As a result of these reforms, according to a study by the Organisation of Economic Cooperation and Development (OCDE), the percentage of retiring workers’ final wage that they receive as a pension has passed from 64.7 percent to 51.2 percent.
The French working class has met these cuts with vigorous attempts to defend its living standards. In 1995, public sector workers largely shut down the country with a month-long strike against Prime Minister Alain Juppé’s attempt to extend Balladur’s cuts to them. Teachers led a million-strong strike of public sector workers against the 2003 cuts, and the transport and energy workers mounted strikes in October and November of last year against the special regime pensions reform. However, the French ruling class has worked successfully to split up the working class, and dealt with each section in turn.
The central obstacle to a successful defense of pension rights has been the trade union leadership. Far from seeking to alert workers to the long-term danger they faced and thus to wage a political struggle in complete opposition to the bourgeoisie and its representatives, the trade union bureaucracies have consistently fought to prevent strikes from spreading, bring them to a close, and then negotiate concessions deals with the state.
The collaboration between trade unions and the state is now publicly discussed in the corporate media. As Sarkozy wrote in an April 18 editorial in Le Monde, “Right after the presidential elections [of May 2007], even before going to the Elysée [presidential palace], I met with trade unions and business groups to listen to them and ask for their positions on the first actions I was planning on taking. Since then, I have continued to very regularly meet with each of their representatives.... The reform of the special regime pensions [was] successfully carried out last fall, thanks to an intense period of coordination at a national level, and negotiations in each enterprise affected by the reform.”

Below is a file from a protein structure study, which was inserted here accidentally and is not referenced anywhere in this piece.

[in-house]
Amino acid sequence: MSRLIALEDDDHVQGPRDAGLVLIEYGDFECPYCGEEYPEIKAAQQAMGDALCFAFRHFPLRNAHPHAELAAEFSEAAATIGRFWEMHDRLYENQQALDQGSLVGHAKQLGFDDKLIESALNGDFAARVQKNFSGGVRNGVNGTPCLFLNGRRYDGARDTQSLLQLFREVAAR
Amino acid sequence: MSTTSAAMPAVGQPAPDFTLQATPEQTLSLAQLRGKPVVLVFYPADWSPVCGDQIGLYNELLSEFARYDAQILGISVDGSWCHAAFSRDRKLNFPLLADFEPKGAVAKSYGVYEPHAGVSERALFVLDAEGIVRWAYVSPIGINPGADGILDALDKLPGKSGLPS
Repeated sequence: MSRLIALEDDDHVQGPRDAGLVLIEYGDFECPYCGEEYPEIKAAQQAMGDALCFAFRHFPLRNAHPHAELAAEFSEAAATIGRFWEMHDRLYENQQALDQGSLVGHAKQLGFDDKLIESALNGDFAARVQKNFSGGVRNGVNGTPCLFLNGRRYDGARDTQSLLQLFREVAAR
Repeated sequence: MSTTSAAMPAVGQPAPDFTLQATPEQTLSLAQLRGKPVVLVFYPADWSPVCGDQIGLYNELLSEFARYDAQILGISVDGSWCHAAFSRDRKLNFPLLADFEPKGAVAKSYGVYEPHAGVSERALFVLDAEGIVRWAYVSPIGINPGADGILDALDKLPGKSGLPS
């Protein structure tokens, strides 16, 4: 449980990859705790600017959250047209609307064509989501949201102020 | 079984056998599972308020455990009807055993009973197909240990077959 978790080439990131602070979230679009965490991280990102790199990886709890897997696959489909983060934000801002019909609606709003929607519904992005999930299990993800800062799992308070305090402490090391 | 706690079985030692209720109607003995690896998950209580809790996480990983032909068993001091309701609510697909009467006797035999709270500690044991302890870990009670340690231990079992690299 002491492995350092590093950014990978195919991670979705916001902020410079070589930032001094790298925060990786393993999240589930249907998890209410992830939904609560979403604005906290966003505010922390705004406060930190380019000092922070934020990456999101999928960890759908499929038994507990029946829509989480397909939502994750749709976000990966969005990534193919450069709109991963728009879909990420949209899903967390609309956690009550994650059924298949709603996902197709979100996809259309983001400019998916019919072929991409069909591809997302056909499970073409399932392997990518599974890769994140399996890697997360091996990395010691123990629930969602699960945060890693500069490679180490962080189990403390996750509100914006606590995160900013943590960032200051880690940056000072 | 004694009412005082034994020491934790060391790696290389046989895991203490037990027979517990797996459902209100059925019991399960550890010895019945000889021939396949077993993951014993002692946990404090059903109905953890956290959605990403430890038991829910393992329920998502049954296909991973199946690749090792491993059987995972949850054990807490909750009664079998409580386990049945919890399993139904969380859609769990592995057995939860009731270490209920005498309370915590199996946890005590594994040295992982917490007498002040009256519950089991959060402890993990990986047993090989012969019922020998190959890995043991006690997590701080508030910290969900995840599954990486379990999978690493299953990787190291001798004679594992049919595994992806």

Jean-Christophe Le Duigou, a top official at the Stalinist-dominated CGT (General Confederation of Labor, France’s largest union), replied with an interview in the Financial Times praising Sarkozy: “He understands that we must give a place to social dialogue. We are at a turning point in the social situation of our country. Everyone believes that things must change.”
Under such conditions, all class-conscious workers must be aware of the trap being set for them by the CGT and CFDT (French Democratic Confederation of Labor), as the unions announce plans for a demonstration on May 22 against pension cuts. In conditions where Sarkozy’s popularity is plummeting and economic difficulties are mounting, such a call may meet a significant response. However, the goal of the trade union bureaucracy will be to let off political steam and to provide an illusion of struggle against the government—while plotting with Sarkozy behind the backs of the workers.
Shortly after the CFDT announced its support for the demonstrations, its pension negotiator Gaby Bonnard admitted, “we are not hostile in principle to a lengthening of the pay-in period.”
In a May 1 editorial, the conservative daily Le Figaro praised the unions’ decision not to join its demonstration with the May 15 high school students’ protest marches. It wrote of the May 22 marches, “We hope they are, from the unions’ point of view, an honorable last stand against a reform that is difficult, but essential for our country.” It added, “The real subject for the trade unions is in fact elsewhere. They must prolong the extraordinary renewal of social manners in France of which they are the motive force.... Contributing to such an essential reform as that of the pensions, already carried out everywhere else, would send a signal that they have definitely assumed their responsibilities.”
To that, the working class need only add, “their responsibilities to the bourgeoisie.” In fact, what Sarkozy and the bourgeois media are artlessly revealing is the utter prostration of the union bureaucrats, and by extension of all their hangers-on in the leaderships of the left and pseudo-Trotskyist “far left” parties.
Workers can dismiss the hypocritical assertion that there is no money for pensions. The state protests against spending €4.2 billion on pensions, one year after Sarkozy gave a 10 percent tax cut to the top income tax bracket costing €15 billion per year. The projected pension deficit of €69 billion—over 40 years from now—is smaller than last year’s profit for the CAC-40 index of the 40 largest French enterprises, which stood at €100 billion.
Above all, a political party must be formed to coordinate the struggle against the government’s program of social cuts and its co-conspirators in the trade union leadership. The World Socialist Web Site puts forward an international socialist perspective to advance this fight among French workers and students.